Four white marble building pieces are transported from the Qinghe Sub-district Administration Office in Haidian District, Beijing to the Older Summer Palace for preservation, June 12, 2018. The four cultural relics were found at a construction site in 2017, and experts believe they were originally part of buildings in the Old Summer Palace, a garden for the royal family during the Qing Dynasty (1644-1911) that was known as the "garden of all gardens" for its architectural diversity. (Photo: China News Service/Cui Nan)
Four white marble fragments of a sculpture from Yuanmingyuan, also known as the Old Summer Palace in Beijing, were returned to the area on Tuesday.
The four fragments are part of the head of a chi, a mythic animal which is a type of Chinese dragon.
Two residents from Qinghe in Haidian district noticed them in early 2017 at a construction site and reported the matter to the authorities.
The fragments were returned to the park after experts from the Yuanmingyuan Ruins Park and the Beijing Stone Art Museum recently confirmed the four fragments came from Old Summer Palace.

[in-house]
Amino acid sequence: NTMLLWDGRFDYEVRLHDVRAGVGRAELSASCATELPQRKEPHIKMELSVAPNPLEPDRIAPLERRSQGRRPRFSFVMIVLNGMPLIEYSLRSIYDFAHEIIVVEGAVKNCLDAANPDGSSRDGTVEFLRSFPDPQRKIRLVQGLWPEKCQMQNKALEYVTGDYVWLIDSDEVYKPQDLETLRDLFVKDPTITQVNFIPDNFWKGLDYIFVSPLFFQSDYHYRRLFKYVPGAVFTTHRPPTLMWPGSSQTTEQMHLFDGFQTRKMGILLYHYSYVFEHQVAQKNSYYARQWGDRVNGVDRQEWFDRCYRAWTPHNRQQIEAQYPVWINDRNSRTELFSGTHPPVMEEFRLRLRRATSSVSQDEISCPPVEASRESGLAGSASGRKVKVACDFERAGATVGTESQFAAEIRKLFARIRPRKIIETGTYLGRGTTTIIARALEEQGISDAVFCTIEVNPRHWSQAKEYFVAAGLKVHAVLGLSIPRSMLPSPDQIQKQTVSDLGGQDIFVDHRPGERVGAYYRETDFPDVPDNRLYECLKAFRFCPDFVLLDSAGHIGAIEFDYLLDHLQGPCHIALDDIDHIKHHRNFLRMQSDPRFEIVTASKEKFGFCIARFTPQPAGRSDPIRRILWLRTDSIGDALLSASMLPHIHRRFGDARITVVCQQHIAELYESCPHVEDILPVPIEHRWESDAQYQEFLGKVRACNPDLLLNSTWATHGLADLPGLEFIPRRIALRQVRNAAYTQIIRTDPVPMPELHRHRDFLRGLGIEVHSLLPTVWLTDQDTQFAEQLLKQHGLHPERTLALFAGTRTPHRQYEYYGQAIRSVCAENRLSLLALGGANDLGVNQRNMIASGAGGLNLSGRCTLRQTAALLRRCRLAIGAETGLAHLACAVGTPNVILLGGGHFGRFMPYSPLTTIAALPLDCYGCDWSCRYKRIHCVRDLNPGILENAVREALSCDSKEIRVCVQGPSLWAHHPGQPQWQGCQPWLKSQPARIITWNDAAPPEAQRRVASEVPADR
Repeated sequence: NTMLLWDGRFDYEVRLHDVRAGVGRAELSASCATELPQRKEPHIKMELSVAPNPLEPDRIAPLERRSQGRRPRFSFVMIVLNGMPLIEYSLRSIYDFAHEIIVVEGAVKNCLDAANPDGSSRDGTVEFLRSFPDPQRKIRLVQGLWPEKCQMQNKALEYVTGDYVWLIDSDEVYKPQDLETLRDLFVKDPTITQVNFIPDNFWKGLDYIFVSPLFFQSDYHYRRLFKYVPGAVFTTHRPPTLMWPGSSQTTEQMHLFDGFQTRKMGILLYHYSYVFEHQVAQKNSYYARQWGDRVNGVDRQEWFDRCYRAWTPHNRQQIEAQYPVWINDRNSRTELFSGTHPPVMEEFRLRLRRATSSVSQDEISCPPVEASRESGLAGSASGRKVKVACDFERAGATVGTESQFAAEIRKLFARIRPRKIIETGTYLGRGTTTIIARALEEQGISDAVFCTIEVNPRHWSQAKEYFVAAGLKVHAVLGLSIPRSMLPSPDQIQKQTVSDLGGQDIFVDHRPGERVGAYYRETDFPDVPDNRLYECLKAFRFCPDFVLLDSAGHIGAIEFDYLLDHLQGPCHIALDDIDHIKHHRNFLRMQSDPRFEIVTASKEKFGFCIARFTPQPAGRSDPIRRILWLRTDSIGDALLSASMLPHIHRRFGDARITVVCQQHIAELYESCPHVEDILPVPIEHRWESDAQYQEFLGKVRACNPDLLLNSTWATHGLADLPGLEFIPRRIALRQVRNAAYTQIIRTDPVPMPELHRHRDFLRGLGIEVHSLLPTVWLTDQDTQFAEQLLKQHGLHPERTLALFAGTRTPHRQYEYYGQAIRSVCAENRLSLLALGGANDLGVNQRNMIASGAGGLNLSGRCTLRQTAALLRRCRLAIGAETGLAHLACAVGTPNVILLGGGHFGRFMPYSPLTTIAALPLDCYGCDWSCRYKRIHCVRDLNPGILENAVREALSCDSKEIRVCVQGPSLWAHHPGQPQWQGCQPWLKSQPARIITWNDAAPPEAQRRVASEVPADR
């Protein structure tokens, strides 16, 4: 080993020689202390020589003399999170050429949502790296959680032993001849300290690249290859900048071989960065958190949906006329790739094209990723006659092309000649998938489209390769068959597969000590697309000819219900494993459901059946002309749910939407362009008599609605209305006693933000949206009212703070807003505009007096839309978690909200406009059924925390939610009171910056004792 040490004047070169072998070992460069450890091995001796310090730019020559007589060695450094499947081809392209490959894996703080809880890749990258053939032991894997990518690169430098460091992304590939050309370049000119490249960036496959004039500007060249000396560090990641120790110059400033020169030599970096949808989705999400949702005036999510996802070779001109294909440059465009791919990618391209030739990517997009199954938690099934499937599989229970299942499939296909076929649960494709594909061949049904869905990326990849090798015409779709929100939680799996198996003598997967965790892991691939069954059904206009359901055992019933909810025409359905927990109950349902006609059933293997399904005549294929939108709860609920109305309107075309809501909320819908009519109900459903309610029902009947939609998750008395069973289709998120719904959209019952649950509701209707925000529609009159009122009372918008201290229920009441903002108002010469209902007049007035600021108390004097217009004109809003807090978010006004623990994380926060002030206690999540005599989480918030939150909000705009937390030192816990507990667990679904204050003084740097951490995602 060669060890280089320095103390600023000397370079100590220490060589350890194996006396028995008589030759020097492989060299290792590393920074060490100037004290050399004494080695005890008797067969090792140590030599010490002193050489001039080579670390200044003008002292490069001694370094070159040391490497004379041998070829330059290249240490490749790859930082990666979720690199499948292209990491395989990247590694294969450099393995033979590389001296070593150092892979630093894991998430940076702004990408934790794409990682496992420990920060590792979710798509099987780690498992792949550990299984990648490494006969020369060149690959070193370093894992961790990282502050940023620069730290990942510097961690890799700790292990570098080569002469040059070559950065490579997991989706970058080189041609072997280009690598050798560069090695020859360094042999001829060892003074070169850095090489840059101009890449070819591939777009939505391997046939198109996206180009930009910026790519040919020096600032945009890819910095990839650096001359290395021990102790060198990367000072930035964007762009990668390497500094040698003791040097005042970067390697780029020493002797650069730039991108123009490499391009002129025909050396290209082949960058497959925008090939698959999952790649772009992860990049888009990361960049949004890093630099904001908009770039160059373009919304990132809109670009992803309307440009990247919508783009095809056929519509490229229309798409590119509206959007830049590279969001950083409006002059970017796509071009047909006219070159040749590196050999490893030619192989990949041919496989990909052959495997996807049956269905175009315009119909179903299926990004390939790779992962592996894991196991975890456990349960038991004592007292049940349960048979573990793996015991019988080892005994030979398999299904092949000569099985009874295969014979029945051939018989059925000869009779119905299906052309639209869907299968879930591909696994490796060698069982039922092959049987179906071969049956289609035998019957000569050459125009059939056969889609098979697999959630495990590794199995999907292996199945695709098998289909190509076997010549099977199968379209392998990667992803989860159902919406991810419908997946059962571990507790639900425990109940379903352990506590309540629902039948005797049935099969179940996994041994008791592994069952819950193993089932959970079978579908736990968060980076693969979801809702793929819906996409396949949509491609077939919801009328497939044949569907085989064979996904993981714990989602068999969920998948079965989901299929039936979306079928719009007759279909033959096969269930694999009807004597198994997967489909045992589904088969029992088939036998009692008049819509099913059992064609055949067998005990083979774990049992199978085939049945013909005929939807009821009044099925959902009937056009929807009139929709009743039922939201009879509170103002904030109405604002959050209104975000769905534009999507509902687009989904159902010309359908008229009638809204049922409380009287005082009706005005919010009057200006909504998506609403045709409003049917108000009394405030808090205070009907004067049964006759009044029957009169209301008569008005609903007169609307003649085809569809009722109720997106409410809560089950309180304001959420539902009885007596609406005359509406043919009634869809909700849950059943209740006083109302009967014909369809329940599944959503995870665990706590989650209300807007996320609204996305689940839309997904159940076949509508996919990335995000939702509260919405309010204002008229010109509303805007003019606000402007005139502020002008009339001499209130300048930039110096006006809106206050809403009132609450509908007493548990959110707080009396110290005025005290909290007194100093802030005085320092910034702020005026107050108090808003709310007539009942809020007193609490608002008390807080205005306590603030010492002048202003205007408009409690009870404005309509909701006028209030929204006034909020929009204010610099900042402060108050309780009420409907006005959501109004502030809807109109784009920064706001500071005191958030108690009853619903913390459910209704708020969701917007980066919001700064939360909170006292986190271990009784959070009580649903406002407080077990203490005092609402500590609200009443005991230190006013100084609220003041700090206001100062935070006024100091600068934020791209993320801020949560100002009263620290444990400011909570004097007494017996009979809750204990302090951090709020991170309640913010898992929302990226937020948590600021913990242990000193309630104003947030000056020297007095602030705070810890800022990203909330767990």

Yuanmingyuan, an imperial resort for Qing Dynasty (1644-1911) emperors, was burned down by invading Anglo-French forces in 1860.
Separately, in April, two stone fragments, which featured calligraphy by emperors, were returned to the park from the courtyard of the Chinese Democratic League central committee.
According to Li Bo, the head of administration at the Yuanmingyuan Ruins Park, more than 40 items had been returned to the park in the recent years, and a special display area will be created to showcase them.
"The inferno of Yuanmingyuan is a national pain for the Chinese," says Li. "So, artifacts from Yuanmingyuan always attracted wide attention. And returning such artifacts is often seen as a material symbol of the rejuvenation of the Chinese nation."